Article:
20 Years Ago, the Best Sci-Fi Saga of the Century Predicted a Terrifying New Technology

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“We should absolutely be worried that we humans will not be able to control the advanced AI systems we create.”

It’s the year 2199, and things look incredibly bleak for humanity. After an AI uprising, the surviving humans are stockpiled in pods and harvested as an energy source, powering a race of machines. The worst part? It was all our fault.

The Matrix hit theaters like a bolt of lightning in 1999, spawning a sci-fi franchise that includes four movies, three video games, an animated anthology, and a cottage industry in leather dusters. Created by Lana and Lilly Wachowski, the story of a human rebellion against AI overlords and an all-powerful Chosen One played by Keanu Reeves struck a chord on the eve of the millennium as humanity explored new technology like the internet and wondered what would come next. By the time the original trilogy ended with The Matrix Revolutions, which celebrates its 20th anniversary this November, those fears had taken a back seat to the stark realities of the early 2000s.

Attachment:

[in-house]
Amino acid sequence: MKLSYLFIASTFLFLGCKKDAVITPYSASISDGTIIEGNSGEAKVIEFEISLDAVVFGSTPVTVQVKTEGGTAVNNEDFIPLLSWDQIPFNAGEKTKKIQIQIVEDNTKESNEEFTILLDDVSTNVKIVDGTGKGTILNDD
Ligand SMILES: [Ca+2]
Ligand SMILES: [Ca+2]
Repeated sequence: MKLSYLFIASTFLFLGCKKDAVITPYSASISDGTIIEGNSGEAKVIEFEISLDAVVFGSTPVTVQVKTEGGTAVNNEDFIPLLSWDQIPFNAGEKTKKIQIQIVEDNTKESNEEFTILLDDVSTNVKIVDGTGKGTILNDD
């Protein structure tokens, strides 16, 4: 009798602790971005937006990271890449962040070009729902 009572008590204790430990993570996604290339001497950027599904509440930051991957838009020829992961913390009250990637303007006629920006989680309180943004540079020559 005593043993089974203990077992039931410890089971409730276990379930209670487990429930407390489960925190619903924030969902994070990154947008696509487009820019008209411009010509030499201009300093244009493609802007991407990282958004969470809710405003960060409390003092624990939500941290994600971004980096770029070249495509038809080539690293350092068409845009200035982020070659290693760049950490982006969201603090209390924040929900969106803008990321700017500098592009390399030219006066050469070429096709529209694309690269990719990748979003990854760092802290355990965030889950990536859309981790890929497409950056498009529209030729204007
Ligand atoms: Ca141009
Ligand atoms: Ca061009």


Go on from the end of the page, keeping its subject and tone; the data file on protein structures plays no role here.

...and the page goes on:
But fast forward another 20 years and the robot-lead dystopian future imagined by the Matrix movies suddenly feels shockingly plausible. No, AI overlords aren’t going to use us as batteries — plenty of science-minded critics have pointed out that would be woefully inefficient. But AI’s fast rise has led to public discussion at the highest levels about the risk of humans being doomed — or even enslaved — by an intelligence of our own making. In 2023, we’ve witnessed some jaw-dropping technological advances. OpenAI’s ChatGPT dominated the conversation, but similar tools like Google’s Bard and Midjourney (as well as plenty of others we’re probably blissfully unaware of) are progressing at a similar pace.

While AI shows no signs of slowing down, the backlash has been swift and brutal. Earlier this year, Geoffrey Hinton, the so-called “Godfather of AI,” quit his job at Google so he could speak out against the dangers of the technology he helped invent. That same month, over 350 tech researchers and executives signed a statement warning that AI poses a threat as dire as pandemics and nuclear weapons.